Dismissing the possible peril of what lurked inside, Little Red Riding-Kosman eagerly ventured inside. The music was much louder than before. He noticed a few people roaming around, mostly with white hair and wrinkled scowls, but few others. They seemed to be searching for something, perhaps the music. So he concluded that he, too, should continue on. With a sharp poking sensation, he noticed someone trying to get his attention.

When Little Red Riding-Kosman turned around, there was a short, fat girl with acne, dressed in the same clothes as the entrance guard, tapping his shoulder. ‘Seet?’ she said. Not understanding her request, he shrugged. ‘Seet?’ she repeated. Not knowing what to do, Little Red Riding-Kosman showed her both of the gifts he had received from the tall, skinny guard. To his astonishment, she immediately took the small rectangle covered in numbers. Why? he thought to himself. After a few moments, the short, fat girl whisked him by the hand and lead him through a large door, which opened to an even larger room with a plethora of chairs facing towards a stage from where the music was coming.

Many of the same wrinkled faces he had seen earlier were already in chairs, looking at the music. But when the short, fat girl brought him in, all of them simultaneously turned their heads towards Little Red Riding-Kosman, as if interrupted. And as quickly as they had turned around, they turned back towards the music.

For what seemed to be more than 70 minutes, he sat there watching and listening to the music, which was

a dark meditation—sometimes, riveting, sometimes merely diffuse—on power and paranoia.

When it ended, he was startled. ‘How could I have been kept here so long! I need to get to Grandma’s!’ He sprinted out of the theatre with an urgent ferociousness that seemed to scare some of the people with white hair. He even knocked over the theatre guard by accident. Once back in the dark Saint Francis forest, he realized he had only an half-hour to get to Grandma’s, otherwise she’d go to the market without him.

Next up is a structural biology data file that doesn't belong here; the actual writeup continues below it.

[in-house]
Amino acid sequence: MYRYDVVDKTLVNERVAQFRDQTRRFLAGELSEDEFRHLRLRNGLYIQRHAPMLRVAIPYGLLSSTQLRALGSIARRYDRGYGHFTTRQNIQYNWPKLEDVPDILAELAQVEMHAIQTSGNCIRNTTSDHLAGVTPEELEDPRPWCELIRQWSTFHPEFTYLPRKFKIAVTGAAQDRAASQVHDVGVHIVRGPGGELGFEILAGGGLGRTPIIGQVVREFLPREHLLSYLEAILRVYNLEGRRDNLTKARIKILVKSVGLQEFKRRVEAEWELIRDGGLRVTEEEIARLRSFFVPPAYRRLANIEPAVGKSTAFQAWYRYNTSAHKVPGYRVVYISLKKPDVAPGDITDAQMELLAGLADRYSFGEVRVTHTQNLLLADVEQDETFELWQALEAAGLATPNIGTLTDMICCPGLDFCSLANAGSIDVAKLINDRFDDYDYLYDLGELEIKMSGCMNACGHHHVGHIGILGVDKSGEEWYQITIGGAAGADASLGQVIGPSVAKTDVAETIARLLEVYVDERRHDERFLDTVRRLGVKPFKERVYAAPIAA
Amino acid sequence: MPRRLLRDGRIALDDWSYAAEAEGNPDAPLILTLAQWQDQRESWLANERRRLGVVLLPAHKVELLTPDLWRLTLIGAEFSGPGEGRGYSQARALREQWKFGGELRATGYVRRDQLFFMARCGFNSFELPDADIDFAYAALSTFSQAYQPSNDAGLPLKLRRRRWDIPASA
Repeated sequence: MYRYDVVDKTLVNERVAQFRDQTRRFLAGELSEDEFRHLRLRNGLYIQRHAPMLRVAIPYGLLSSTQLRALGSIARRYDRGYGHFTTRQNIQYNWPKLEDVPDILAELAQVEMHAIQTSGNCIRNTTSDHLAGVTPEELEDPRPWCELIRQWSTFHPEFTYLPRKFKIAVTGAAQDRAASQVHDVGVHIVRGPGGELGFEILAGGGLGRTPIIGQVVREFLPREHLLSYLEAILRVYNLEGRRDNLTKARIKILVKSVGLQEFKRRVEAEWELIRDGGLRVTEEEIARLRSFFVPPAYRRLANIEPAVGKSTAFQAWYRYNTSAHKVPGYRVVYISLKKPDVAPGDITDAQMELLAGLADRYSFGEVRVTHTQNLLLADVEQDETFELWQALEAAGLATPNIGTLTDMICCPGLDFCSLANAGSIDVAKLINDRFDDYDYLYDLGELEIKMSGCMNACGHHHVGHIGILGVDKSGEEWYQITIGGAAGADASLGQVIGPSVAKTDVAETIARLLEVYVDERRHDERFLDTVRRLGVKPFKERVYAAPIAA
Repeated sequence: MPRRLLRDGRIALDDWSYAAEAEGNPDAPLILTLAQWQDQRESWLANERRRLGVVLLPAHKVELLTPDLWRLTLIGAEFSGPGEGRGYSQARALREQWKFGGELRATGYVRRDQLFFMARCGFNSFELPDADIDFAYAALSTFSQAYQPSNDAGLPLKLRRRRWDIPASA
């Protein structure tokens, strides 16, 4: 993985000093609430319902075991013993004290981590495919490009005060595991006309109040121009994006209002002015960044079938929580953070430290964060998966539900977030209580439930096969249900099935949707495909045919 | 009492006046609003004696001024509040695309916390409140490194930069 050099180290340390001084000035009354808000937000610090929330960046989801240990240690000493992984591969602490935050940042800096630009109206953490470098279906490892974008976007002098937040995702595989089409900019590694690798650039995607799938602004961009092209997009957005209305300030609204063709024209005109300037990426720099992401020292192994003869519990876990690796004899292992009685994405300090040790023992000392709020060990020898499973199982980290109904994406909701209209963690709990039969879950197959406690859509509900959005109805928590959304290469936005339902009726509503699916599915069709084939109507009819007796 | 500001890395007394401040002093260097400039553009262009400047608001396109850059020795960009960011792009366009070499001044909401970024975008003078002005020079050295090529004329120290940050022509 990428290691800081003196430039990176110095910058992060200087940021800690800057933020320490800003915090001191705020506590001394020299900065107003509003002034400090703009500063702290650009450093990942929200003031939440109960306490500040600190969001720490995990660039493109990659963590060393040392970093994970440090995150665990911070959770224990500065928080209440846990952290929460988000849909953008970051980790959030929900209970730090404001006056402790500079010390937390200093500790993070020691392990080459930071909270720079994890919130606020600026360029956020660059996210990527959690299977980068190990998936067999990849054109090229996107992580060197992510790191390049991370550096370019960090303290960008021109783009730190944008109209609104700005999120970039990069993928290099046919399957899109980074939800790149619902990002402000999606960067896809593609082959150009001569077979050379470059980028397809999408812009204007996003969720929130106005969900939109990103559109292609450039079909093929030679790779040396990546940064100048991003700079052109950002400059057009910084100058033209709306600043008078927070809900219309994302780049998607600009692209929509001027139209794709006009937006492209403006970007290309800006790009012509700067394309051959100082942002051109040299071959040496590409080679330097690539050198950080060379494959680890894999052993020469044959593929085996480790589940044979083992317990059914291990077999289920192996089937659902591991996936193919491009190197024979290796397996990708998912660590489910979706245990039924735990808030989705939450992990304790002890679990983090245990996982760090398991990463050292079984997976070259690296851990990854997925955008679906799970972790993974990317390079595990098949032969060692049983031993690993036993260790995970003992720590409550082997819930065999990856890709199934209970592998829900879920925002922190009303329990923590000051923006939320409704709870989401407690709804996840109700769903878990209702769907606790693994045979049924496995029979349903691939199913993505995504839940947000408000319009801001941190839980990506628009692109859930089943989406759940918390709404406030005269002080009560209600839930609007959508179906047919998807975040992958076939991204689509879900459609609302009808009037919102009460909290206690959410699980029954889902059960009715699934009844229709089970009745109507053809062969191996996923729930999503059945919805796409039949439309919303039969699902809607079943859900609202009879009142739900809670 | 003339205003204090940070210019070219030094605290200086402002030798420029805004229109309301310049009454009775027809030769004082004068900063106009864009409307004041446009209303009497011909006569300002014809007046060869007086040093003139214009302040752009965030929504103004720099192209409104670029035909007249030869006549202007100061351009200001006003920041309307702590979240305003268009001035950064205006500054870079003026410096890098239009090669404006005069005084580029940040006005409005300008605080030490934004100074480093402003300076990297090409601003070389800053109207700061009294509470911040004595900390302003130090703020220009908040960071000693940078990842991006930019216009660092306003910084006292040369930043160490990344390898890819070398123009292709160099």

So he ran and ran and ran, downhill and uphill, through the curviest roads in all the kingdom. When he finally arrived, he was relieved to find Grandma waiting for him. He made it there on time!

She was only mildly irritated. ‘What took you so long Little Red Riding-Kosman?’

‘I went to a concert.’

‘A concert?’

‘Yes. A mysterious theatre appeared in the dark forest and there was music playing. I couldn’t help myself.’

‘That’s hard to believe. Anyway. Let’s go to the market.’

On their way, Little Red Riding-Kosman described the magical experience in great detail. He described the entrance guardian's gifts and the fat girl's taps and the people with wrinkled scowls. Then he described the music.

‘The headliner was "The Tyrant," Dresher's one-act solo chamber opera about an unnamed despot imprisoned by the very throne that gives him his authority.